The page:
I’ve been discussing the little research there is on stay and play vs scoop and run. And now, hot off the press, we have a paper about the ultimate version of scoop and run, the “drive-by ambulance.” This one looks at outcomes in patients who are dropped at the emergency department by private vehicle. This is the most basic form of prehospital care, with no interventions, just transportation. This type of transport is used by parents with their injured children, police who act as very basic first responders in some cities, and on occasion, gang members.
A multi-institutional group of authors used data in the National Trauma Databank to try to answer this question. They used three years worth of data, comparing outcomes from patients with ground EMS vs private transport who were treated at Level I and Level II trauma centers. Only gunshots and stabs were included, and all patients were 16 or older. The authors were focused on only one thing: mortality. This included death in the ED, and a model was developed to adjust risk based on vital signs, injury severity score (ISS), race, and insurance status. Just over 100,000 were included in he final analysis.
Here are the factoids:
- Black and hispanic patients were more frequently transported by private vehicle, but only by about 3%
- White patients were more frequently taken by ground EMS, by about 6%
- Stabs were more likely to be brought by private car than gunshots, 56% vs 44%
- Mean ISS was significantly higher for those transported by ground EMS (10 vs 5.5)
- Unadjusted mortality was lower overall for private vehicle, 2% vs 12%
- The chance of dying in the ED was also decreased in the private transport patients, from 7% to 1%
- Mortality from both gunshots and stabs were also significantly lower (5% vs 9%, and 0.2% vs 3% respectively)
- Once adjusted for risk, the lower mortality with private transport remained, with a 60% risk reduction of death. This persisted in the gunshot and stab cohorts as well.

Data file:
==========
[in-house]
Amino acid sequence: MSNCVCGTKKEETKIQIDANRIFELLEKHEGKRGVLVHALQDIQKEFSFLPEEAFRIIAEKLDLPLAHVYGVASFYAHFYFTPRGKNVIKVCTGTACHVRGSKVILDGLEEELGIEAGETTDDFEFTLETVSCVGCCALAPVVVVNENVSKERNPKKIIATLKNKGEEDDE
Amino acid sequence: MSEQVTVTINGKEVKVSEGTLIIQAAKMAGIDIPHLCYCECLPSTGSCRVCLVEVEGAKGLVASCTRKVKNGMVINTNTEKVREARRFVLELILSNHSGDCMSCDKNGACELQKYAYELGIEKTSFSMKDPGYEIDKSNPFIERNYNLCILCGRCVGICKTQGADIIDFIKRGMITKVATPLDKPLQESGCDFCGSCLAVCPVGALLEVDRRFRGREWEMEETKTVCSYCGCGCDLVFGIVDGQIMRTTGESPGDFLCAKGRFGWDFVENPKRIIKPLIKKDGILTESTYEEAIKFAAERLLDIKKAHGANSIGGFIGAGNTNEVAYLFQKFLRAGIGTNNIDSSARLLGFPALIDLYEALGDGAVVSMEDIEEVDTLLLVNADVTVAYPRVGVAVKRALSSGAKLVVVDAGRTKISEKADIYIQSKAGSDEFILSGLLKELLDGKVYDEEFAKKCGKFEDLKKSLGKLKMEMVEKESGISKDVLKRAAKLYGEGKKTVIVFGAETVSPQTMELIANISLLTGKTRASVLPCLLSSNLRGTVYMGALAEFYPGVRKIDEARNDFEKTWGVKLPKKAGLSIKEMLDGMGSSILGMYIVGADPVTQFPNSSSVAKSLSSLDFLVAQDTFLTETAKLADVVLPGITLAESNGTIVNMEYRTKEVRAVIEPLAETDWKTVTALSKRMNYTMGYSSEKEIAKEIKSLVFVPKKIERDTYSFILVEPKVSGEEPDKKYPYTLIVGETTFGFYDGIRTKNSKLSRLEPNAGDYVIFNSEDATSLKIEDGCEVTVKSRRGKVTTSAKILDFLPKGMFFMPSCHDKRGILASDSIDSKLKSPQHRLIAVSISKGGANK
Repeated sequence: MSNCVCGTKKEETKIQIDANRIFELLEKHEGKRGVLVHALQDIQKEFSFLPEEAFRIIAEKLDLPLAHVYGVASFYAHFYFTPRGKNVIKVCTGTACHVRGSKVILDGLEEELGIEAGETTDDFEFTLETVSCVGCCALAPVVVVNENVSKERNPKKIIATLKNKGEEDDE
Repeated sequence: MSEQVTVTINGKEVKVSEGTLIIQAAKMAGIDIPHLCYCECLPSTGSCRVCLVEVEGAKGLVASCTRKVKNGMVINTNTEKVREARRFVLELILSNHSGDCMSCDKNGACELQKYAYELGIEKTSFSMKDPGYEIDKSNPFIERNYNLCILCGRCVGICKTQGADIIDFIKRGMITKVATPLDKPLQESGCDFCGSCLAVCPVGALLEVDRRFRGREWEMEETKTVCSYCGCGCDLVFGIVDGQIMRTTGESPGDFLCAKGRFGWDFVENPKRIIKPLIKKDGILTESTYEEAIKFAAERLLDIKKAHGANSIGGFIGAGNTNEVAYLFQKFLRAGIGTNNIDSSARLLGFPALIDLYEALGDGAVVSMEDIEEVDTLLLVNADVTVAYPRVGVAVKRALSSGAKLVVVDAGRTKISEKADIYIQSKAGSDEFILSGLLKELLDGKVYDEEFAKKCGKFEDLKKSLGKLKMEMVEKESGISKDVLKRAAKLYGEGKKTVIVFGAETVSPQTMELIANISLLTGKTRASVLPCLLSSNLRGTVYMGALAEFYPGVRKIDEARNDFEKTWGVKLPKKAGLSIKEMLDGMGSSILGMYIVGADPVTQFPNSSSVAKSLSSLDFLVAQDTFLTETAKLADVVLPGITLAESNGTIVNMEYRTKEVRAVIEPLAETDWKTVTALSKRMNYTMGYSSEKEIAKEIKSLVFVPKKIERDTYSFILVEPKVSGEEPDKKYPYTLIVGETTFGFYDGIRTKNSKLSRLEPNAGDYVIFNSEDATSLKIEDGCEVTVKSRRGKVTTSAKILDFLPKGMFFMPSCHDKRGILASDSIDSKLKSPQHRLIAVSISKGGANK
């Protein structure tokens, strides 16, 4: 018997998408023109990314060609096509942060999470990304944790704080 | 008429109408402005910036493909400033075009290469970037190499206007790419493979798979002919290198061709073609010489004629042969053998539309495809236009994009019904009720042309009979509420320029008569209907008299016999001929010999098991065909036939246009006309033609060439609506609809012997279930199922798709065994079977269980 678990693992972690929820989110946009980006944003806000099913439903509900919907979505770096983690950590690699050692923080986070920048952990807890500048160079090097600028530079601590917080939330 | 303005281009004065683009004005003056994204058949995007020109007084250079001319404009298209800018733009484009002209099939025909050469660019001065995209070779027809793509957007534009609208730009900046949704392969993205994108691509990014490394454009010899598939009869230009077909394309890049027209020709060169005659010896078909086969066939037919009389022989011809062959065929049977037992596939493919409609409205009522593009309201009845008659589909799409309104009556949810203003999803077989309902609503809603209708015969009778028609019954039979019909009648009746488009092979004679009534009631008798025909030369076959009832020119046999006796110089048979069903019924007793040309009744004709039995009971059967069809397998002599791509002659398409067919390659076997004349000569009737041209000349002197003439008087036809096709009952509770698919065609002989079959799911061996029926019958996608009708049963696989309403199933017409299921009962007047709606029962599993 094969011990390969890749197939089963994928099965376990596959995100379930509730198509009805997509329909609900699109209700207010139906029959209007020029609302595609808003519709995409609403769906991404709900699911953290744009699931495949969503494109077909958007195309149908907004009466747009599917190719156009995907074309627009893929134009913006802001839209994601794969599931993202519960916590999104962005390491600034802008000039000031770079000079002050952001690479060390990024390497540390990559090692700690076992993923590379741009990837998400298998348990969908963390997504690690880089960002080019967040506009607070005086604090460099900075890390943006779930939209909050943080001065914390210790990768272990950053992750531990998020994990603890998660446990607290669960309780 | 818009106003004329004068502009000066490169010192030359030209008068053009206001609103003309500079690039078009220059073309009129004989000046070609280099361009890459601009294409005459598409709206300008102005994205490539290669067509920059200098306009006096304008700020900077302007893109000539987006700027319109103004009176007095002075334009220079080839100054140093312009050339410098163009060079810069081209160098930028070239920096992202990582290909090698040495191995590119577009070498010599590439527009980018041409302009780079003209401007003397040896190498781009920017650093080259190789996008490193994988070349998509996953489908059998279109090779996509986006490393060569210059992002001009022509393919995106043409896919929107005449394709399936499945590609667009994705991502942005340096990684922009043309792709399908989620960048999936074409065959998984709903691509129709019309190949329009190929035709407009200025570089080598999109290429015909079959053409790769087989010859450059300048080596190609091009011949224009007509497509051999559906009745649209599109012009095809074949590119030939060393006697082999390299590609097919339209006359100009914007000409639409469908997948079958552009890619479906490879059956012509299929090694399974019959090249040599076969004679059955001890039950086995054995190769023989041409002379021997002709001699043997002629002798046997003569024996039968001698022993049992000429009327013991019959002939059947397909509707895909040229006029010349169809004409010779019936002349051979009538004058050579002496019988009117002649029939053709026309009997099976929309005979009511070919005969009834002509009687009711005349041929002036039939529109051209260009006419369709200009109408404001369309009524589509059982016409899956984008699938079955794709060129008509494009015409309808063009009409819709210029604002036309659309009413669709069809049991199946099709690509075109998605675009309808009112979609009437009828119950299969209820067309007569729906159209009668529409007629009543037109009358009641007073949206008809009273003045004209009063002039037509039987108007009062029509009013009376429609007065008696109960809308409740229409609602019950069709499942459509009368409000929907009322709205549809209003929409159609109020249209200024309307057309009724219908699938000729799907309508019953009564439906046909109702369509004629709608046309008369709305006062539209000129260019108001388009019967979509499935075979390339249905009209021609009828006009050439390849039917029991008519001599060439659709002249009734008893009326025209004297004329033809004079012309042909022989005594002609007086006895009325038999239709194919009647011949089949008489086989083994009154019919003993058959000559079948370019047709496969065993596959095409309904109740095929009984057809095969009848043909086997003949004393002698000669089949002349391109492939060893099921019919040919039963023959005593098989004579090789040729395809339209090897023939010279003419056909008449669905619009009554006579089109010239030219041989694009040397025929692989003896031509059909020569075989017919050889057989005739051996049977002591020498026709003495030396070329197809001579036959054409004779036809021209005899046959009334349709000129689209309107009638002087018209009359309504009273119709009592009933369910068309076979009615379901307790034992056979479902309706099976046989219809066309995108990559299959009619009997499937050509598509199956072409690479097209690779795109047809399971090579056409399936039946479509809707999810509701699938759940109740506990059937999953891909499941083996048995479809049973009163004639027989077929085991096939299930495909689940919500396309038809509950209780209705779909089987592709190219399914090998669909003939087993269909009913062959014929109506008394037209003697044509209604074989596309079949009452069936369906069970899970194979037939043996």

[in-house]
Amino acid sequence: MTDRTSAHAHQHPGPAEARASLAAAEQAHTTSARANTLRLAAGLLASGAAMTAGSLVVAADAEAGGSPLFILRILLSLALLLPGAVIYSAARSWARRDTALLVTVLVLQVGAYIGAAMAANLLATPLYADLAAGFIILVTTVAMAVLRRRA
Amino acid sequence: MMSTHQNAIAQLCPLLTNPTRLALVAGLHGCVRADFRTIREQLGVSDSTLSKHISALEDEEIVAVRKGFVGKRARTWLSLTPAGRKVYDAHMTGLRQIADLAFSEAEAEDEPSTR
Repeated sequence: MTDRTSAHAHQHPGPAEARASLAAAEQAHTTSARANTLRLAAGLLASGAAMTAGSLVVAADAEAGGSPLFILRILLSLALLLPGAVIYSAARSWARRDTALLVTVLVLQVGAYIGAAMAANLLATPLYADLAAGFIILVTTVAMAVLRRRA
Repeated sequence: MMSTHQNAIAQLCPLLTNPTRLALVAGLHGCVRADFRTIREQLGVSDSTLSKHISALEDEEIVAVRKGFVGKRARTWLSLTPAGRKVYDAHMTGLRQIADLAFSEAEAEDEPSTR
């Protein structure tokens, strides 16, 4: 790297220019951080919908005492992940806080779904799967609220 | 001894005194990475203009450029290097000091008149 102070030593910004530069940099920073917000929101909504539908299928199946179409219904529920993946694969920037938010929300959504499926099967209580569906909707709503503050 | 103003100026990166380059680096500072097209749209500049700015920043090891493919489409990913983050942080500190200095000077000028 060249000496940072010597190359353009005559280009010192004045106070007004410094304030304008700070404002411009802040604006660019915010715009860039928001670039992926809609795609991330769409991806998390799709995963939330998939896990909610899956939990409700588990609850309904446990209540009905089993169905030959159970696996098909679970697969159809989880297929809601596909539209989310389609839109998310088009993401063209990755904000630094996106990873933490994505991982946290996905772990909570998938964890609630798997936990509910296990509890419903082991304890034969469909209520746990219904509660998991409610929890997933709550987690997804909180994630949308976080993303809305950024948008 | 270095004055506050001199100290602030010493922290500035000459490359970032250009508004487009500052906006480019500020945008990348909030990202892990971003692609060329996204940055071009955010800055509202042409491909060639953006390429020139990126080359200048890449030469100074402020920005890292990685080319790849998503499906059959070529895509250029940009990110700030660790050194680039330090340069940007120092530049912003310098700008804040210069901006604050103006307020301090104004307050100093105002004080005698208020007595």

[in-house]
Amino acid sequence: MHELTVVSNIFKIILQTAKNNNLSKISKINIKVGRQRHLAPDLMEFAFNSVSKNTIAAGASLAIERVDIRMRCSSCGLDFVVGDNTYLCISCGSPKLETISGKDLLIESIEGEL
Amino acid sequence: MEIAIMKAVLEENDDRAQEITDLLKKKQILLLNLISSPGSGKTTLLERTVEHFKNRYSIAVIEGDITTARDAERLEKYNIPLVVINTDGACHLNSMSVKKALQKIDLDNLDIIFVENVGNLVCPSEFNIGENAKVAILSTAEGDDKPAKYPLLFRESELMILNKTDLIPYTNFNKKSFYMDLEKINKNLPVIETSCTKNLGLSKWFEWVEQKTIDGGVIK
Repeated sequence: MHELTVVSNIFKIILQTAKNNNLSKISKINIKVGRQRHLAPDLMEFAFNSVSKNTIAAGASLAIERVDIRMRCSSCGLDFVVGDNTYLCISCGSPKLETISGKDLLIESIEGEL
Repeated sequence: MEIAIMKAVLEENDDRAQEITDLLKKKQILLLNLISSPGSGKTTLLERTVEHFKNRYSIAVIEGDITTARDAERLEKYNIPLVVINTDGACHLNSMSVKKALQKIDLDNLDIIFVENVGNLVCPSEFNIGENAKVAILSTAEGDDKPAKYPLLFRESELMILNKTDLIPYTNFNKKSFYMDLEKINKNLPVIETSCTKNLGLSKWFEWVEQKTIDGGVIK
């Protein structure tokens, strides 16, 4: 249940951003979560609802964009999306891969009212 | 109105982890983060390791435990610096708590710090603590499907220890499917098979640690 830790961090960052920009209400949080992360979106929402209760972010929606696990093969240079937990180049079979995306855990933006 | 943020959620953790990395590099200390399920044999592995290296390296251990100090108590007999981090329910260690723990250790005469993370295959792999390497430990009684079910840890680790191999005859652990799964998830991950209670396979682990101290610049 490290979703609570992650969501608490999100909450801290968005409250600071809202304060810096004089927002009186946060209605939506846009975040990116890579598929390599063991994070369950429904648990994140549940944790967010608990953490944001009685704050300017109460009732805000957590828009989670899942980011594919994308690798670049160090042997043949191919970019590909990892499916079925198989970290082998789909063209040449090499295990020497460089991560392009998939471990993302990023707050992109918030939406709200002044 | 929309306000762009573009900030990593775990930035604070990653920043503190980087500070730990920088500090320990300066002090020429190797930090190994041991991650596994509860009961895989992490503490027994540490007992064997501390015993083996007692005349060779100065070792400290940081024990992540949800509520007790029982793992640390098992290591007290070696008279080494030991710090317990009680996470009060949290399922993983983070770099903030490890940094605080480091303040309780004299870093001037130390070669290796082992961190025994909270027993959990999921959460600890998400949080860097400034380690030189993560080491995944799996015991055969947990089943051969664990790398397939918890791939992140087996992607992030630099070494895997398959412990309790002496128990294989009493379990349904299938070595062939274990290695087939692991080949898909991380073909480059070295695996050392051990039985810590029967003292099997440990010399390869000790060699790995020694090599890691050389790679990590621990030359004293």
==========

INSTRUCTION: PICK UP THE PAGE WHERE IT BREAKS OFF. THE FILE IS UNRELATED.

Bottom line: Wow! Although this study has the usual limitations of using a large external database, it was very well designed to compensate for that. And the degree of improvement in survival is surprising. What this study can’t tell us is why. Certainly, some patients benefit from a little extra time to give fluid or blood, intubate, or provide some other treatments. But the patient with penetrating frequently does not need this, they just need definitive control of hemorrhage. The authors even go so far as to suggest that at-risk populations receive education on “scoop and run” if people they know suffer penetrating injury.
The next step is to tease out which components of the stay and play paradigm are the most valuable, and which contribute to the increased mortality in penetrating injury patients.
Reference: Association of Prehospital Mode of Transport With Mortality in Penetrating Trauma A Trauma System–Level Assessment of Private Vehicle Transportation vs Ground Emergency Medical Services. JAMA Surgery, Published online September 20, 2017.
Scoop and run or stay and play. Is one better that the other? Over my last two posts, I reviewed a couple of papers that were older (6-7 years) and had smaller patient groups. Now let’s look at a more recent one with a larger experience using a state trauma registry.
This one is from the Universities of Pittsburgh and Rochester, and used the Pennsylvania state trauma registry for study material. The authors wanted to really slice and dice the data, postulating that previous studies were not granular enough, such that significant trends could not be seen due to lumping all prehospital time together. They divided prehospital time into three components: response time, scene time, and transport time. To some degree, the first and third components are outside of the prehospital providers’ control.